Chasing Reindeer

December is a hectic time of the year.  The sudden realization of how many days left before Christmas makes us a desperate lot, and then there’s all the great traditions of the season which must be carried out.  One, the annual hauling up out of the basement of the lights, ornaments, tree stand, fake garlands of spruce and pine, the statue of Father Christmas looking resplendent in fur collar and slightly scraggly white beard, sleigh bells to hang on the front door, and the stockings to hang over the fireplace.  I always seem to miss the mild days of opportunity to hang the lights outside, and wind up trying to get my hands to work on a cold, windy day, dangling dangerously under the eave of the porch to string the icicle lights.  First is the challenge of untangling the strings, which I was sure I put away last year in an orderly coil, but somehow, I suppose due to their boredom in the basement, become intricately woven together in a free=form, almost spiteful, version of macrame.  Having laid them out, finally, on the porch, tested them to be sure I have a live string, I pick out the working strands to hang.  Of course, I’ll spend thirty minutes with a strand that won’t work, trying to figure out which of the one thousand bulbs is out and needs replacing, only to fail completely, throw out that strand, and move on.  The “icicles” of the new replacement strand, fresh out of the box, are contracted up and won’t hang down naturally no matter how much I tug on them.  Hmmm…., anyway, I proceed to get them up on last years’ nails, starting at one side of the porch and making my way around the perimeter.  Then, there’s the moment I bring them to life, ala Chevy Chase in Christmas Vacation, with a little drum roll in my head, as I plug in the extension cord.  Yes!, I say to myself, they’re all working!  Not to last, though, as sure as reindeer can fly, one or more of those strands will fail, creating a dark space in the icicle light line up, giving the house a certain trailer park chic appeal.  Of special note, this year my son and daughter did the work, and somehow, they managed to get the lights up and working better than I’ve ever  been able.

The next major task involves finding a tree.  We can usually find a tree to our liking at any one of many spots selling them in our area.  We like  a nice, full spruce, tall to look proportional in our old house with the high ceilings.  I am amazed at how that tree can be forced through the chute with branches held in by the web of plastic around it, but it makes for easy transport.  We prepare a space for the tree in our parlor, rearranging the furniture to allow for this gargantuan icon of the season.  Getting it up in it’s stand is a bit of difficulty, although not too hard.  We then cut open the binding web and watch as the branches unfurl.  Hopefully, we’ve given adequate space to those branches, and they don’t take out any eyes or things hanging on the wall.  My wife is particularly good at taking out branches and trimming up the edges, to make it look just right without having been obviously altered.  If I were to try that, I know it would come out looking like a victim.  Putting up the lights and ornaments is certainly one of the most pleasurable things to do, although it doesn’t hurt to have some Christmas music playing and a steady flow of beer or enhanced eggnog to allow us to appreciate the moment.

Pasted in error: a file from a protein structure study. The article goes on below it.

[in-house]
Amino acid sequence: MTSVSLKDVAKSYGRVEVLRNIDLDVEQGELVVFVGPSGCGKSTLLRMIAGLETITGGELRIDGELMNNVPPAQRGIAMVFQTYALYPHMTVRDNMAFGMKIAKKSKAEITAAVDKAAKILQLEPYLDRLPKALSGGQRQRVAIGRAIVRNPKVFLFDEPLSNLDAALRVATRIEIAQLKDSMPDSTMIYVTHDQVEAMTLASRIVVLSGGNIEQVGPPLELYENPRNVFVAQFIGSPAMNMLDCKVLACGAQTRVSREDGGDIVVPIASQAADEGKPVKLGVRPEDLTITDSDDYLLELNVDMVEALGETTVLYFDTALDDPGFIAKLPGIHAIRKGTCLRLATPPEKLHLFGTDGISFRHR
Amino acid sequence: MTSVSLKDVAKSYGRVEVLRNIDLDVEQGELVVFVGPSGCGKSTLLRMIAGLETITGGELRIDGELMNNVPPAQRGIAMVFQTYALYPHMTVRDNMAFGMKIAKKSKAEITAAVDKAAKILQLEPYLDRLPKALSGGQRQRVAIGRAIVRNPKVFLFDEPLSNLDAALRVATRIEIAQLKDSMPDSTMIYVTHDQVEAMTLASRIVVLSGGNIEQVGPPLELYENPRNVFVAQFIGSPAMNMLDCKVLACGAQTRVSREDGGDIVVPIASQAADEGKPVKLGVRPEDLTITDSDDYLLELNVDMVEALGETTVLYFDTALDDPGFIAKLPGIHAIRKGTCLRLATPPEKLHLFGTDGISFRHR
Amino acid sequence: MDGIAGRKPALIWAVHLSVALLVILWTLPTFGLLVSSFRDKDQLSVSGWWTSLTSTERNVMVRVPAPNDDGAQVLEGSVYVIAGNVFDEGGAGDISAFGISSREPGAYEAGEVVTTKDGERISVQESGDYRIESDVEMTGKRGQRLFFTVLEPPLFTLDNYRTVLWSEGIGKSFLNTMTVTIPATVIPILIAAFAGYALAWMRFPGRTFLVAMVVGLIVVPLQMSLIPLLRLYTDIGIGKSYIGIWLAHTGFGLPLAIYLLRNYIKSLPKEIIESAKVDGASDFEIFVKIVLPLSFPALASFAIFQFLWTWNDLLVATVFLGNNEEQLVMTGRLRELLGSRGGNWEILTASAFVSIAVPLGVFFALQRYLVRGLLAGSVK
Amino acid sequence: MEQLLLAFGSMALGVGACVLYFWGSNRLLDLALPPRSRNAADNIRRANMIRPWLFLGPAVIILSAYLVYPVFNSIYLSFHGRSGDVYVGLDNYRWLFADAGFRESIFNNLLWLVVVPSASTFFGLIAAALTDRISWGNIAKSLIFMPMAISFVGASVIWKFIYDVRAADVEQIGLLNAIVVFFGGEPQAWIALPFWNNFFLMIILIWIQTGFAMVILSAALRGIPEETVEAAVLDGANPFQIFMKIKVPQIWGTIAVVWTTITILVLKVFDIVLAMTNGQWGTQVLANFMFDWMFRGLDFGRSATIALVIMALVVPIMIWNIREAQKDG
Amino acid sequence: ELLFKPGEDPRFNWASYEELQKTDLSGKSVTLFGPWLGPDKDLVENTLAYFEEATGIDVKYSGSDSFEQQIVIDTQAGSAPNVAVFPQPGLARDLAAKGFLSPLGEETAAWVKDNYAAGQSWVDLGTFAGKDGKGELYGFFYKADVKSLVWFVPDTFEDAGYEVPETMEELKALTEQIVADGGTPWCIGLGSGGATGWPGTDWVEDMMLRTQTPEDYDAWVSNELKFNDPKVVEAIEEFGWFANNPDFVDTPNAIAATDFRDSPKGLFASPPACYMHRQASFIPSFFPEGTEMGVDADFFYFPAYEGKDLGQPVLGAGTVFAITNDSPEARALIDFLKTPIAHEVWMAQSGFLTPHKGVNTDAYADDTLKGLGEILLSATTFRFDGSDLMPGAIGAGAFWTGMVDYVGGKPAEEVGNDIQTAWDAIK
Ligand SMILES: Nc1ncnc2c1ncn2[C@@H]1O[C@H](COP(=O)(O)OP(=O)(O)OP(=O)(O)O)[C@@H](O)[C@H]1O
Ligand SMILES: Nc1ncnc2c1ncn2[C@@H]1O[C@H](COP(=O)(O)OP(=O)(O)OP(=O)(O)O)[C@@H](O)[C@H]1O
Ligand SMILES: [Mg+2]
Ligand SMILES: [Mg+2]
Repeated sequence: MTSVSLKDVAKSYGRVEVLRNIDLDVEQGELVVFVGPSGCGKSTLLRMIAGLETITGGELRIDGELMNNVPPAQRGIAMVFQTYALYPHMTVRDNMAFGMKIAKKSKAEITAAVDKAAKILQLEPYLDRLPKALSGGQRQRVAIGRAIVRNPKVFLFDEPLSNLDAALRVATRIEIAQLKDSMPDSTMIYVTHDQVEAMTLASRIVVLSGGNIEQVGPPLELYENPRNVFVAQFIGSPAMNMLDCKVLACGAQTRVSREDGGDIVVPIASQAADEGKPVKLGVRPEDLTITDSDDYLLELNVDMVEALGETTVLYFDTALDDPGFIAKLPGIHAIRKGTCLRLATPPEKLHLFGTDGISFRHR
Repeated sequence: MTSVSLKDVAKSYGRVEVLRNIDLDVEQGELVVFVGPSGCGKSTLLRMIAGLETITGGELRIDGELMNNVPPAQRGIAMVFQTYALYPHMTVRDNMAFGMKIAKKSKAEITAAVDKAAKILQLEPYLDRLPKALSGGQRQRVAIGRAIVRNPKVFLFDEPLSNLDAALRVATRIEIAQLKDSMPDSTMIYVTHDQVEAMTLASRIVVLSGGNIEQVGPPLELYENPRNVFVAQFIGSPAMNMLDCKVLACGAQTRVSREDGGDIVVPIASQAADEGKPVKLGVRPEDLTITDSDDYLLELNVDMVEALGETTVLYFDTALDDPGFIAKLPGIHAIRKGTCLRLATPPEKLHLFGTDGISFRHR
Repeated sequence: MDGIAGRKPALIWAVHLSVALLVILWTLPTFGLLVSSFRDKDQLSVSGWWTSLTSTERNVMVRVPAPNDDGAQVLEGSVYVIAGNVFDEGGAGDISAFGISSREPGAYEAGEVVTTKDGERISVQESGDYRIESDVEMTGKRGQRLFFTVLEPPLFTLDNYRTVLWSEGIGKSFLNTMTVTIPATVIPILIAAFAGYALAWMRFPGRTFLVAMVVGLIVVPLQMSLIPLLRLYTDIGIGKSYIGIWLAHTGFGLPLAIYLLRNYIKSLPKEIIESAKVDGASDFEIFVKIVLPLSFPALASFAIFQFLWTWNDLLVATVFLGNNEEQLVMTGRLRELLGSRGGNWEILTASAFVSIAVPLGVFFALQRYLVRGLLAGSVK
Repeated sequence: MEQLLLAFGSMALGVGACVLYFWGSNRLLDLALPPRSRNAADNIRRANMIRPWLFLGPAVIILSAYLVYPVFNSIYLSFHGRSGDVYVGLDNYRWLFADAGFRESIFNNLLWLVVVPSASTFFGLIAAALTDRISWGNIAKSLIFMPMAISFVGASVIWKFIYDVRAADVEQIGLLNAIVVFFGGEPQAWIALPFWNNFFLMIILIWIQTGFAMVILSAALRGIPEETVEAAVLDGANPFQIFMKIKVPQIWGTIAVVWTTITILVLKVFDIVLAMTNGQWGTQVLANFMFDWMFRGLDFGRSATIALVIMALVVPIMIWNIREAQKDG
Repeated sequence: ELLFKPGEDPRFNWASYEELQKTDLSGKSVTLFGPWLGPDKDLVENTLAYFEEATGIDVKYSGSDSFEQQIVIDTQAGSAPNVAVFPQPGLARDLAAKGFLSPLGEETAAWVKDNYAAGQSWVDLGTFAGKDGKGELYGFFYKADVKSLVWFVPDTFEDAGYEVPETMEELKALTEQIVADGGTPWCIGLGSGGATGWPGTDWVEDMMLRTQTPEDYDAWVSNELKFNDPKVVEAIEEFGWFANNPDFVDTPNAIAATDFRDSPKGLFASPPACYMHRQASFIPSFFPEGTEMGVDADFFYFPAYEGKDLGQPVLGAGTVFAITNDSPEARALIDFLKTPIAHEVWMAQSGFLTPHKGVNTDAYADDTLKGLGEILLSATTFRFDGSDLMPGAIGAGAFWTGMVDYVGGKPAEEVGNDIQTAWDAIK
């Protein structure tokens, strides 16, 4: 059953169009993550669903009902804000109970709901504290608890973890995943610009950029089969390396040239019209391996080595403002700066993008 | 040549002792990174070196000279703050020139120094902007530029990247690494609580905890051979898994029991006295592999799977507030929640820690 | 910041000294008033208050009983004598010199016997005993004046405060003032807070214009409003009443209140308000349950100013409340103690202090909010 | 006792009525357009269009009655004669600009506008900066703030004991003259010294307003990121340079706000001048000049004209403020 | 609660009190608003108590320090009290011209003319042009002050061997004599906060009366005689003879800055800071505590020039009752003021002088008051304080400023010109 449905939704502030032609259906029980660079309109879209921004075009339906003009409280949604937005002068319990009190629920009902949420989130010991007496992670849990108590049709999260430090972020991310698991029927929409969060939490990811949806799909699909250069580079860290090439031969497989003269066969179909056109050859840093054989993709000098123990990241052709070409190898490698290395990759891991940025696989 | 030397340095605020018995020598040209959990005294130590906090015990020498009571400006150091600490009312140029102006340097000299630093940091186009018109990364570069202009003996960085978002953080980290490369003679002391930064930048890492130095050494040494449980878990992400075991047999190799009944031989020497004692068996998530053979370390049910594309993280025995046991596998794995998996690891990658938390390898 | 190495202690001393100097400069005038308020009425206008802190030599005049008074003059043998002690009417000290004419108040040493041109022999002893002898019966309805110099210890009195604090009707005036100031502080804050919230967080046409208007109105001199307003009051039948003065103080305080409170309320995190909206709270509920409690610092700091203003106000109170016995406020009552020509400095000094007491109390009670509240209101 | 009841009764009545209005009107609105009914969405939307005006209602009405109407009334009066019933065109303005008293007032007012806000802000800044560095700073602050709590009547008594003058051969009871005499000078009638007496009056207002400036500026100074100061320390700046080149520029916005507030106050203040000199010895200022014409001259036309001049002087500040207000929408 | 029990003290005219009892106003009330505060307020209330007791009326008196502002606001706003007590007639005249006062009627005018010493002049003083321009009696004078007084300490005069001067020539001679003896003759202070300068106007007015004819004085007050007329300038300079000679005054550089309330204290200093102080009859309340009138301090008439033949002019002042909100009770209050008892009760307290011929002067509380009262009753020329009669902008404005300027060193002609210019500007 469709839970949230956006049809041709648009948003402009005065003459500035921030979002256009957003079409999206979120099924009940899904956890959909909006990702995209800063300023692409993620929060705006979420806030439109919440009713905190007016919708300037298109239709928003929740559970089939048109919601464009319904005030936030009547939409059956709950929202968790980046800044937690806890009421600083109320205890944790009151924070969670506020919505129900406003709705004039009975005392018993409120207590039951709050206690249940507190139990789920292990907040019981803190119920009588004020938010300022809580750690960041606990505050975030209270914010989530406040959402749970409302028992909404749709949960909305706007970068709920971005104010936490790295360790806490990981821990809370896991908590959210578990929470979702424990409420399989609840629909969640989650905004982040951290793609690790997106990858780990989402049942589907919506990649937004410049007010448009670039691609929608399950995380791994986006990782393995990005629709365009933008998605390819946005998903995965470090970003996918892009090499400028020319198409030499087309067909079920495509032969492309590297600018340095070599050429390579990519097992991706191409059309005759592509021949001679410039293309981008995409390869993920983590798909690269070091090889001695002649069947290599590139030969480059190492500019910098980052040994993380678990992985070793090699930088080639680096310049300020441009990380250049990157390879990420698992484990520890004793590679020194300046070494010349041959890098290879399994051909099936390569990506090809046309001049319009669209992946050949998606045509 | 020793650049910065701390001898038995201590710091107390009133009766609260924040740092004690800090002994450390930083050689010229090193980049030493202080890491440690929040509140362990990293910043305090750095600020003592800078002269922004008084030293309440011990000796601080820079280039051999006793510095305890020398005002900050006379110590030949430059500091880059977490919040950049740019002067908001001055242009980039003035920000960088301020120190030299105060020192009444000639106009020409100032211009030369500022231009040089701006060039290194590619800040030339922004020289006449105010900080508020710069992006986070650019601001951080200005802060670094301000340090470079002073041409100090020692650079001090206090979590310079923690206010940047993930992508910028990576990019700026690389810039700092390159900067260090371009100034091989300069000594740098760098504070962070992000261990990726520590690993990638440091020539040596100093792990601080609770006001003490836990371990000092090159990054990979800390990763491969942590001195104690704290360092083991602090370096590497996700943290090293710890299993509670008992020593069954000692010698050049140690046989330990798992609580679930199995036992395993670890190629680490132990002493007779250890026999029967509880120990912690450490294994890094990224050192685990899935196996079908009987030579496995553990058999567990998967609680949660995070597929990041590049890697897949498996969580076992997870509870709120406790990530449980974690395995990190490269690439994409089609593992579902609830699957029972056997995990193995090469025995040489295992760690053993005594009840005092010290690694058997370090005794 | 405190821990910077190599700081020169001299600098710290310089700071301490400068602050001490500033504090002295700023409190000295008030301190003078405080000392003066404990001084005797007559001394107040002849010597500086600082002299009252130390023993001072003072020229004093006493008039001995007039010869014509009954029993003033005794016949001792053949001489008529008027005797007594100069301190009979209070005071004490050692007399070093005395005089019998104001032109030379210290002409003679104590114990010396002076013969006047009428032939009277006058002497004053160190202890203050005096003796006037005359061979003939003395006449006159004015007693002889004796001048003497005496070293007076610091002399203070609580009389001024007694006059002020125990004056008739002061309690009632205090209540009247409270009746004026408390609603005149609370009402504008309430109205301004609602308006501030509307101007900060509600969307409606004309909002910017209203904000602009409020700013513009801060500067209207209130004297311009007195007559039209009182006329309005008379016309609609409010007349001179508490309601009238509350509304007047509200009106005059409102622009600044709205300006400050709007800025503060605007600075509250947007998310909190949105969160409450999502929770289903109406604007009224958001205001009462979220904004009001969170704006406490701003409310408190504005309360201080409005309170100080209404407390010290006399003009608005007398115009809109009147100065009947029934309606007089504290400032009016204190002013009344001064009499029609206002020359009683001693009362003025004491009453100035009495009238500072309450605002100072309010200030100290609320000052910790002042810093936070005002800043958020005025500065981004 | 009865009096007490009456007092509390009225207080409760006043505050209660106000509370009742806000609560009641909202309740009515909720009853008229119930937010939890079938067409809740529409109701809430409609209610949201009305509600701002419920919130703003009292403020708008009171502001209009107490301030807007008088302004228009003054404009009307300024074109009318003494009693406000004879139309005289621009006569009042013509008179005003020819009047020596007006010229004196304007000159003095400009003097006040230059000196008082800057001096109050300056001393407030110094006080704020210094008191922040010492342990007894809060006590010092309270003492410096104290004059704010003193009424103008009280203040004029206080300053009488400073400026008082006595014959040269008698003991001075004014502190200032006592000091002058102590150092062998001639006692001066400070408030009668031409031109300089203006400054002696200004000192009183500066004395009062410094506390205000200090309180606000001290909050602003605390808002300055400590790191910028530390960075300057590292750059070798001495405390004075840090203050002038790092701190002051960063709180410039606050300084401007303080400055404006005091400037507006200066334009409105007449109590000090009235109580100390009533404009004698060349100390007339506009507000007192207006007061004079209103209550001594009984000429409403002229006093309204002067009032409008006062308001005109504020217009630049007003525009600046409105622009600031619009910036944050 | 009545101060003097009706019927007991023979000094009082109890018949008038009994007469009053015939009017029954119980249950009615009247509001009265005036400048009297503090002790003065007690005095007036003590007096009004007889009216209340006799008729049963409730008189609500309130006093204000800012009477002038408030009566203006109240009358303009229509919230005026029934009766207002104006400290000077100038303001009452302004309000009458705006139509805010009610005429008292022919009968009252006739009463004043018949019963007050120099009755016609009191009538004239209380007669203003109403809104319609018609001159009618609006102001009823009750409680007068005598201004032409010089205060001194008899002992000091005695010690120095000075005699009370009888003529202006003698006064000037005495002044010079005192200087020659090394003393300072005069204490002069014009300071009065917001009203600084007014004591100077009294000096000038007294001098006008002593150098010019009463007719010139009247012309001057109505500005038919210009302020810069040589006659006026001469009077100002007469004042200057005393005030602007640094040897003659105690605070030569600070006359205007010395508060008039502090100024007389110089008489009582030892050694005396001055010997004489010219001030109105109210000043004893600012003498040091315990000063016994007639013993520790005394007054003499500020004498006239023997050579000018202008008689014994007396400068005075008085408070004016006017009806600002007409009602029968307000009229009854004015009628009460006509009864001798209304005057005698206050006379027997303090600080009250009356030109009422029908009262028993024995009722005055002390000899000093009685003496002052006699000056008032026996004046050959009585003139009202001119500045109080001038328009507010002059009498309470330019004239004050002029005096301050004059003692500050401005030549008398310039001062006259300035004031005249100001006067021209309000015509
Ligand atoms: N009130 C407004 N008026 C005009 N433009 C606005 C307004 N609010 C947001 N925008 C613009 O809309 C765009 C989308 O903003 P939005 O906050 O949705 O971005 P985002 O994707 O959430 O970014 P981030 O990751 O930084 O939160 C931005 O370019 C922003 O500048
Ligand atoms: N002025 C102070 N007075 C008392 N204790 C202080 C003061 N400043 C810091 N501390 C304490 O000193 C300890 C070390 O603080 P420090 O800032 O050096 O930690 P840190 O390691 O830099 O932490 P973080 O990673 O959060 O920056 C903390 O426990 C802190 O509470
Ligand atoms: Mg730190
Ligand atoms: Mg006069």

Our gift buying is a combination of guesswork and direct grilling of the subject to see what we should wrap and put under the tree.  I’ve certainly turned to more on-line buying these last few years.  Nothing satisfies me more than to be able to avoid the mall parking lot.  I had the opportunity to visit a high-end purveyor of home goods a week ago, in Philadelphia, to return an unfortunate on-line purchase.  I thought I was getting a steal, paying $40 for a coffee maker of good name, good pedigree.  It turned out it made weak coffee much less flavorful than our old, ugly Mr. Coffee, so I took it to the “bricks and mortar” store to return it.  The store was filled with high-end Christmas shoppers, examining carefully a $35 set of ice tongs, or listening to a slick presentation of why they really need to spend upwards of $1200 to get that perfect cup of coffee Christmas morning.  No wonder my purchase was so incredibly wrong.  I misplaced the decimal point by two positions.  Regardless, and without shame, I brought that machine to the counter asked to return it.  “Had it been used?” the woman behind the counter asked.  “Yes, that’s how I know it makes bad coffee,” I replied.  With a dour look, and without even asking if everything was in the box, she took it back and gave me a refund.  I suspect it is going in the trash, as it can’t possibly be worthy of repackaging.  My favorite real shopping experience at Christmas time, though, is visiting Barnes and Noble.  It’s busy, but not so busy one can’t move about in the store, see what the new novels and biographies look like, pick up a real book and thumb through it, get a few laughs in the humor section, examine the games and puzzles, and look through the calendars.  I went yesterday, and was quite pleased to not only find the books I was looking for, but to have had an uplifting time doing so.